The Ultimate Energy Drink: Cocaine?


Sept. 18, 2006 -- -- Most people know what cocaine is, and now Redux Beverages in Las Vegas is offering what it calls a "legal alternative" to the illegal drug in form of an energy drink.

Jamey Kirby, the drink's inventor, says the name for the drink -- Cocaine -- came to him during a brainstorming session at 1 o'clock in the morning.

"It's an energy drink, and it's a fun name," says Kirby. "As soon as people look at the can, they smile."

Kirby says Redux wanted to make a beverage that would send a sensation to the mouth. He describes Cocaine, the new beverage, as a "fruity, atomic fireball" drink.

The 8.4 fluid ounce energy booster has no actual cocaine in it, but it does contain 280 milligrams of caffeine. According to the company's Web site, the only way to get more caffeine per ounce is with an espresso.

"It's just a bad idea and has all the same downsides of too much caffeine plus a very bad name," says Dr. Charles O'Brien a professor and vice chairman of psychiatry at the University of Pennsylvania.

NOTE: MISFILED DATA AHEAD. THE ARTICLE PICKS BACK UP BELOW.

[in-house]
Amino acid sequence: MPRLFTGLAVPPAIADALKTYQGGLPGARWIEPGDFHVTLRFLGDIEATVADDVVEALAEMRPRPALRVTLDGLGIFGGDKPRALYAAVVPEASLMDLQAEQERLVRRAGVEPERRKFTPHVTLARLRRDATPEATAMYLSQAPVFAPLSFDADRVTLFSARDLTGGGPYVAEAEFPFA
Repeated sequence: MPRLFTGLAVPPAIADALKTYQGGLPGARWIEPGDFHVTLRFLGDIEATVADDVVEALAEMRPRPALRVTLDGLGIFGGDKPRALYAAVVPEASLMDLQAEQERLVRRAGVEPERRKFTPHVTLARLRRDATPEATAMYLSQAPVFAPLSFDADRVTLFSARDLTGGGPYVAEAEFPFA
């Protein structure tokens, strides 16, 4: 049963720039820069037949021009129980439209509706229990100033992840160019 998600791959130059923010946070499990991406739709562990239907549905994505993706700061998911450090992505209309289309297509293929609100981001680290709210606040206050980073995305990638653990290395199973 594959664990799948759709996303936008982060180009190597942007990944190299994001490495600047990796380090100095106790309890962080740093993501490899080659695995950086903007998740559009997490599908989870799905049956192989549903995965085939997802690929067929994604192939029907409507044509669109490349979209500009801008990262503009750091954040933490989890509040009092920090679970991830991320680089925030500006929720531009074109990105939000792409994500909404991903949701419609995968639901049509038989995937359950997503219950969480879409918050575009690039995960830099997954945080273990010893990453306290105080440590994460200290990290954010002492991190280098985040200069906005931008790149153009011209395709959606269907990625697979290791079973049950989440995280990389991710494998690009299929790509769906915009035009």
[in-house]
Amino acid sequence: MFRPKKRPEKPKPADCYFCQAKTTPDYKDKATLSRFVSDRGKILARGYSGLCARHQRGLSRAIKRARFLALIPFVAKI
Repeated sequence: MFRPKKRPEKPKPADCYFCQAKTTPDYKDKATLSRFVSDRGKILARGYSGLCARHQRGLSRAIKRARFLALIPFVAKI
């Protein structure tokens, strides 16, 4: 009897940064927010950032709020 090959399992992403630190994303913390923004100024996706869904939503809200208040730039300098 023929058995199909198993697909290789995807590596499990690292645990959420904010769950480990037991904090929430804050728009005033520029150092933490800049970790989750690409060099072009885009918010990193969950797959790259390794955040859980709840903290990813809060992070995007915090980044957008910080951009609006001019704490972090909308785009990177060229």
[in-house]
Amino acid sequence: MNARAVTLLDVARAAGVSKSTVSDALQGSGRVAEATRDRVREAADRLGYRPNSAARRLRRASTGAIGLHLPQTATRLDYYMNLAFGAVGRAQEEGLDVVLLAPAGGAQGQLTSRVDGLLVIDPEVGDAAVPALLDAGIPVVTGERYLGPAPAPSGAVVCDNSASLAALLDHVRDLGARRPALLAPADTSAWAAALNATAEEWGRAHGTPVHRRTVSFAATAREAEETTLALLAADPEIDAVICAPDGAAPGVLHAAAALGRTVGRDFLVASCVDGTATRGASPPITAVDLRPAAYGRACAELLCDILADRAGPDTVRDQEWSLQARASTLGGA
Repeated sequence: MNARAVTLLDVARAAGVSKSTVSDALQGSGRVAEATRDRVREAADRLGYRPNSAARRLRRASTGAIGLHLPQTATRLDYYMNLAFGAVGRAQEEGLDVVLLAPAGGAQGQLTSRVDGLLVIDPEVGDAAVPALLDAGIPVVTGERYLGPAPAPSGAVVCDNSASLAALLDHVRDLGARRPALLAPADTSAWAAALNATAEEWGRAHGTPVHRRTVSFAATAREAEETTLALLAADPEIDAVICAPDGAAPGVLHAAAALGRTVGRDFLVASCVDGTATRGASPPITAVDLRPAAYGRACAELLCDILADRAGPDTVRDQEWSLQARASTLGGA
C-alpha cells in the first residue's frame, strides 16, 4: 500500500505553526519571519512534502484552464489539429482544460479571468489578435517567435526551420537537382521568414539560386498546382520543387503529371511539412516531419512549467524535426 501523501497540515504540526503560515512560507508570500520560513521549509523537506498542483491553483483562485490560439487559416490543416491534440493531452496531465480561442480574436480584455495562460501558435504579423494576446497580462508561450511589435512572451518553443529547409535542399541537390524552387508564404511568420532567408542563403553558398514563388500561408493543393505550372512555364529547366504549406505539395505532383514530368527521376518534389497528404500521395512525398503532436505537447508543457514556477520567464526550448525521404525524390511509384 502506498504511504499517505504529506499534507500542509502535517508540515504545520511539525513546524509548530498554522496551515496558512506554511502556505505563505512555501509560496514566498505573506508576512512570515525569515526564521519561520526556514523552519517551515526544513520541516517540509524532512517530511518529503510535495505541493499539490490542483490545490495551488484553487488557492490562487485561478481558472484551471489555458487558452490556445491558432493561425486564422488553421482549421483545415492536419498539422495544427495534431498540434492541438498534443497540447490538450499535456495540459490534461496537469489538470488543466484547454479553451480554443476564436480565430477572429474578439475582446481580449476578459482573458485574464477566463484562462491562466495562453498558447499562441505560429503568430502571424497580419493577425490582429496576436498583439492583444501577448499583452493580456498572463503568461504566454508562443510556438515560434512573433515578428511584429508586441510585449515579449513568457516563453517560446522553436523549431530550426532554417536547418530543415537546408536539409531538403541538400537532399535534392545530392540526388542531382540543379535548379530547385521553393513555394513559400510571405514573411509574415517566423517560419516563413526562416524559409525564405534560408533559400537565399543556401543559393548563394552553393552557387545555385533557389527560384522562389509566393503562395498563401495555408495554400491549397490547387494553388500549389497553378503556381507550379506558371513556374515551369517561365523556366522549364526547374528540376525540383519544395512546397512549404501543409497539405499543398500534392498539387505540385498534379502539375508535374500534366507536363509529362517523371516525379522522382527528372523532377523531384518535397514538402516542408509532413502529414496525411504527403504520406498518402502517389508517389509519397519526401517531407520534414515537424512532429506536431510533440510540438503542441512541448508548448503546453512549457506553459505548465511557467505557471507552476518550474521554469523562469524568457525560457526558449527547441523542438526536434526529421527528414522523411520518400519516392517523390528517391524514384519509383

The beverage is marketed to give a person a "high" coupled with a tingly euphoric feeling within five minutes of drinking it. That initial boost is followed 15 minutes later by an energy buzz that will last five to six hours, according to the company.

Kirby claims Cocaine is "350 percent stronger than Red Bull" but that people do not experience the "sugar crash" or jitters that he says some of the other energy drinks can produce.

Kirby confesses that a "throat-numbing" ingredient is added to the drink to emulate its namesake, but he won't divulge the identity of that add-in, saying it's confidential.

"We're getting a phenomenal response," says Kirby, crediting the can's simple design and product promotion for the drink's early success among consumers from high school kids to 30-year-olds.

The company isn't hiding from mixing Cocaine with alcohol. On the drink's Web site,, it posts a variety of alcohol and Cocaine combinations.

Kirby, who says the world is ready for a beverage named after an illegal drug, has been surprised by the lack of controversy over the name of the drink.

"We've been shocked by its acceptance," he says. "We thought it would be a hard sell."

So far, the drink can be found only in bars and convenience stores in the Los Angeles and New York metropolitan areas. It is expected to debut in San Diego this week. Kirby says the company is already getting inquiries about selling the product in England, Italy, Australia, South America and Central America.

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